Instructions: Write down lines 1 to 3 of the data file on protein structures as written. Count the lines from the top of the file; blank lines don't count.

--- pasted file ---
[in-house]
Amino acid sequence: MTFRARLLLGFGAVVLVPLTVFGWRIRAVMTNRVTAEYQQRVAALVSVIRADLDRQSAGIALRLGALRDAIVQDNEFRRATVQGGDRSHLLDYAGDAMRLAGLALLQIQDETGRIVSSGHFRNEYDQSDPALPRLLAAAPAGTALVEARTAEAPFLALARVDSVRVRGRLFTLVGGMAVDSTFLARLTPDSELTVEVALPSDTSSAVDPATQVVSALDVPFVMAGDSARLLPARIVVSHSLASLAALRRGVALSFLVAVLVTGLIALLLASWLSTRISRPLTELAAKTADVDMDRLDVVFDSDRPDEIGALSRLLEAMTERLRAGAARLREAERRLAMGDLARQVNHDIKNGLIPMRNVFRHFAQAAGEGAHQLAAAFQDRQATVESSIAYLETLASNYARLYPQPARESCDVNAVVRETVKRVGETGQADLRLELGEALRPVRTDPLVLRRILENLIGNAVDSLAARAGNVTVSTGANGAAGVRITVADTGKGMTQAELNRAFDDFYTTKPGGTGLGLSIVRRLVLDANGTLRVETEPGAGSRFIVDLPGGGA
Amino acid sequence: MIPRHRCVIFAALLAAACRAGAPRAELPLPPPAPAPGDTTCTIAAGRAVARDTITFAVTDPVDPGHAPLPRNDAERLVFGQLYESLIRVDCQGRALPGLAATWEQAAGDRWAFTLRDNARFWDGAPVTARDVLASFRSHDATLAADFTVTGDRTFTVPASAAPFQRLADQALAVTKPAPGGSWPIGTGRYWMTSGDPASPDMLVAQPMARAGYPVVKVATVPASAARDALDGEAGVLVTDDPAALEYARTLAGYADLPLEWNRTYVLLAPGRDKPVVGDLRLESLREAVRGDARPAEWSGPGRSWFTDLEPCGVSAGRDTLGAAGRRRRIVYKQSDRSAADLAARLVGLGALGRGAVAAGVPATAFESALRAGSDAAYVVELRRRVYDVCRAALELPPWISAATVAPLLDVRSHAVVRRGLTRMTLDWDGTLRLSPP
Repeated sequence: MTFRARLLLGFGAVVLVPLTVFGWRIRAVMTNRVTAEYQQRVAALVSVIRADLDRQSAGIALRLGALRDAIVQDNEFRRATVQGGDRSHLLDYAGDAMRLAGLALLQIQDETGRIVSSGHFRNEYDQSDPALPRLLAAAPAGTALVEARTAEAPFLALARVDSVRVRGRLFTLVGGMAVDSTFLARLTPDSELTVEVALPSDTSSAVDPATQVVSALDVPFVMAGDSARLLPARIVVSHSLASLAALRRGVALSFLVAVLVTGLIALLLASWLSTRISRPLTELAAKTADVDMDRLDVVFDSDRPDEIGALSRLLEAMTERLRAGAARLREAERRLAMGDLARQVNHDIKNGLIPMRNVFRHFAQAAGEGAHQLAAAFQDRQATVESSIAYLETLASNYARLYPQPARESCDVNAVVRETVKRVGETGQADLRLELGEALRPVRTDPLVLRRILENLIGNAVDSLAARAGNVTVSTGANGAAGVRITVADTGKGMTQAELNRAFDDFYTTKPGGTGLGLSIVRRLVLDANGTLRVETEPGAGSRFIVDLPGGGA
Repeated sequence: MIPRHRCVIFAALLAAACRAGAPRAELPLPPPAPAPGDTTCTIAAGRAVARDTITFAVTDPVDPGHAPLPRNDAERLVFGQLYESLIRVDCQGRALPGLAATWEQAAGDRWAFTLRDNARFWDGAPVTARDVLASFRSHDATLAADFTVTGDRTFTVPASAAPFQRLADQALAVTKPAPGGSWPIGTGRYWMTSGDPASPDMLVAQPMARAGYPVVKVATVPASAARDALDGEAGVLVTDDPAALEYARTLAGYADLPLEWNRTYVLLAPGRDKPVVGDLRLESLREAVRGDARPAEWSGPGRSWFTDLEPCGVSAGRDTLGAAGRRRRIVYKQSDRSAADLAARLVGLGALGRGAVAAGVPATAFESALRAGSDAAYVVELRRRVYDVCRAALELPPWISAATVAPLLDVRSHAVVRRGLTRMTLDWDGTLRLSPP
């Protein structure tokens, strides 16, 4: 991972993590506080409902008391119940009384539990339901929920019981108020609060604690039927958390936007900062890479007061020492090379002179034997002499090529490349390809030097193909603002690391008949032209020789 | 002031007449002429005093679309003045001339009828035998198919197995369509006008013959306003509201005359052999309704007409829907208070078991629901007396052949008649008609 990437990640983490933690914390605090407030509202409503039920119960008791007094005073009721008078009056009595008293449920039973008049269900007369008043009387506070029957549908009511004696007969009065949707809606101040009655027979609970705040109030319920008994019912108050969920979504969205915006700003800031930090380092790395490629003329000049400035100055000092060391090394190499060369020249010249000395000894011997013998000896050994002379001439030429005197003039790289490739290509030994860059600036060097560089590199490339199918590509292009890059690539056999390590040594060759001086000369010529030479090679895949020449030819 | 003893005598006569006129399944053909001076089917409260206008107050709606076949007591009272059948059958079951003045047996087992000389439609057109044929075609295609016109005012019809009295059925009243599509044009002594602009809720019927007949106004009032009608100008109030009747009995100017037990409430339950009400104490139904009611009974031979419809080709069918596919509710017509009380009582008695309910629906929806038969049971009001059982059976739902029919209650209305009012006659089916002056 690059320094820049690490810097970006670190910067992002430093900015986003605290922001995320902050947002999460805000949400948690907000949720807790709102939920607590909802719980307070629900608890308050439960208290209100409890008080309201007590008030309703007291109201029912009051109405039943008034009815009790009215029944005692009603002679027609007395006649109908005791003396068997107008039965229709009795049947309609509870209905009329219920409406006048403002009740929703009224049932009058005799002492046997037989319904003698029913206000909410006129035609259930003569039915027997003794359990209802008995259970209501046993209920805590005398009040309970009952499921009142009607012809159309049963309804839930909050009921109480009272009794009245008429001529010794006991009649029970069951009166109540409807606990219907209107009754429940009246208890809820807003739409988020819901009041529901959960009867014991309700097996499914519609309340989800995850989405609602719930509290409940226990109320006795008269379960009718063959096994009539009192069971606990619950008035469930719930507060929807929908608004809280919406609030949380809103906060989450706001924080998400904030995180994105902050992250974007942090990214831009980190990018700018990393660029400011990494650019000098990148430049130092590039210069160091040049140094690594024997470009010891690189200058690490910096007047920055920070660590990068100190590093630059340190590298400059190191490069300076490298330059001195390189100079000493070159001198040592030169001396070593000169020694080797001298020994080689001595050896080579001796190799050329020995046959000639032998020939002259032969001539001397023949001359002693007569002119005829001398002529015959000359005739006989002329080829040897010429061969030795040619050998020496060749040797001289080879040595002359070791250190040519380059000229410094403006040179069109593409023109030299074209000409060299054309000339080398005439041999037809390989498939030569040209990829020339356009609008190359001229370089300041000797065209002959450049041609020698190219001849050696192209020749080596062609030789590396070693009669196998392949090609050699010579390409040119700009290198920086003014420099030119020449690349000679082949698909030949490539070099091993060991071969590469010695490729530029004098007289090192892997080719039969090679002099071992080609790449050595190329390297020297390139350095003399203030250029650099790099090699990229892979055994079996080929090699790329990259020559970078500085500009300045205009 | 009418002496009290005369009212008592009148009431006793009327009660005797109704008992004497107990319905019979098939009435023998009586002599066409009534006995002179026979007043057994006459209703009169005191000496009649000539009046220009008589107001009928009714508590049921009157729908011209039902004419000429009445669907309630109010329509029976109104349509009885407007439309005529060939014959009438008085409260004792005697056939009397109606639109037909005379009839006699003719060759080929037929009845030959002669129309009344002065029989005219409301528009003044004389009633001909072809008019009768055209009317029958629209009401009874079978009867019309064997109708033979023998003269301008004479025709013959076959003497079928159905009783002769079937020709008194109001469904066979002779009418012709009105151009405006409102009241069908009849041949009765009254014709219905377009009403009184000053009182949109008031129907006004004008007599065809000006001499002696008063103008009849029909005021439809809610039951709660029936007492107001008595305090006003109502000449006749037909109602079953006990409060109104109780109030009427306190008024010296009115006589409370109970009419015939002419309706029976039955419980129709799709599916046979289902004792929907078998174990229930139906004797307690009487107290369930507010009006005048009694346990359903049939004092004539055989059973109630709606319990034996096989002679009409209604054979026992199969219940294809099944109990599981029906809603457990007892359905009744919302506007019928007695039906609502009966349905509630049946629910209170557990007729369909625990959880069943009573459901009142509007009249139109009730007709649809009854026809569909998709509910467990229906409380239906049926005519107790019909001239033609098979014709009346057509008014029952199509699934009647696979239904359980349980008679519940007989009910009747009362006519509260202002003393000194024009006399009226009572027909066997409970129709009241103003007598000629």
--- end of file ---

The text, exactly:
[in-house]
Amino acid sequence: MTFRARLLLGFGAVVLVPLTVFGWRIRAVMTNRVTAEYQQRVAALVSVIRADLDRQSAGIALRLGALRDAIVQDNEFRRATVQGGDRSHLLDYAGDAMRLAGLALLQIQDETGRIVSSGHFRNEYDQSDPALPRLLAAAPAGTALVEARTAEAPFLALARVDSVRVRGRLFTLVGGMAVDSTFLARLTPDSELTVEVALPSDTSSAVDPATQVVSALDVPFVMAGDSARLLPARIVVSHSLASLAALRRGVALSFLVAVLVTGLIALLLASWLSTRISRPLTELAAKTADVDMDRLDVVFDSDRPDEIGALSRLLEAMTERLRAGAARLREAERRLAMGDLARQVNHDIKNGLIPMRNVFRHFAQAAGEGAHQLAAAFQDRQATVESSIAYLETLASNYARLYPQPARESCDVNAVVRETVKRVGETGQADLRLELGEALRPVRTDPLVLRRILENLIGNAVDSLAARAGNVTVSTGANGAAGVRITVADTGKGMTQAELNRAFDDFYTTKPGGTGLGLSIVRRLVLDANGTLRVETEPGAGSRFIVDLPGGGA
Amino acid sequence: MIPRHRCVIFAALLAAACRAGAPRAELPLPPPAPAPGDTTCTIAAGRAVARDTITFAVTDPVDPGHAPLPRNDAERLVFGQLYESLIRVDCQGRALPGLAATWEQAAGDRWAFTLRDNARFWDGAPVTARDVLASFRSHDATLAADFTVTGDRTFTVPASAAPFQRLADQALAVTKPAPGGSWPIGTGRYWMTSGDPASPDMLVAQPMARAGYPVVKVATVPASAARDALDGEAGVLVTDDPAALEYARTLAGYADLPLEWNRTYVLLAPGRDKPVVGDLRLESLREAVRGDARPAEWSGPGRSWFTDLEPCGVSAGRDTLGAAGRRRRIVYKQSDRSAADLAARLVGLGALGRGAVAAGVPATAFESALRAGSDAAYVVELRRRVYDVCRAALELPPWISAATVAPLLDVRSHAVVRRGLTRMTLDWDGTLRLSPP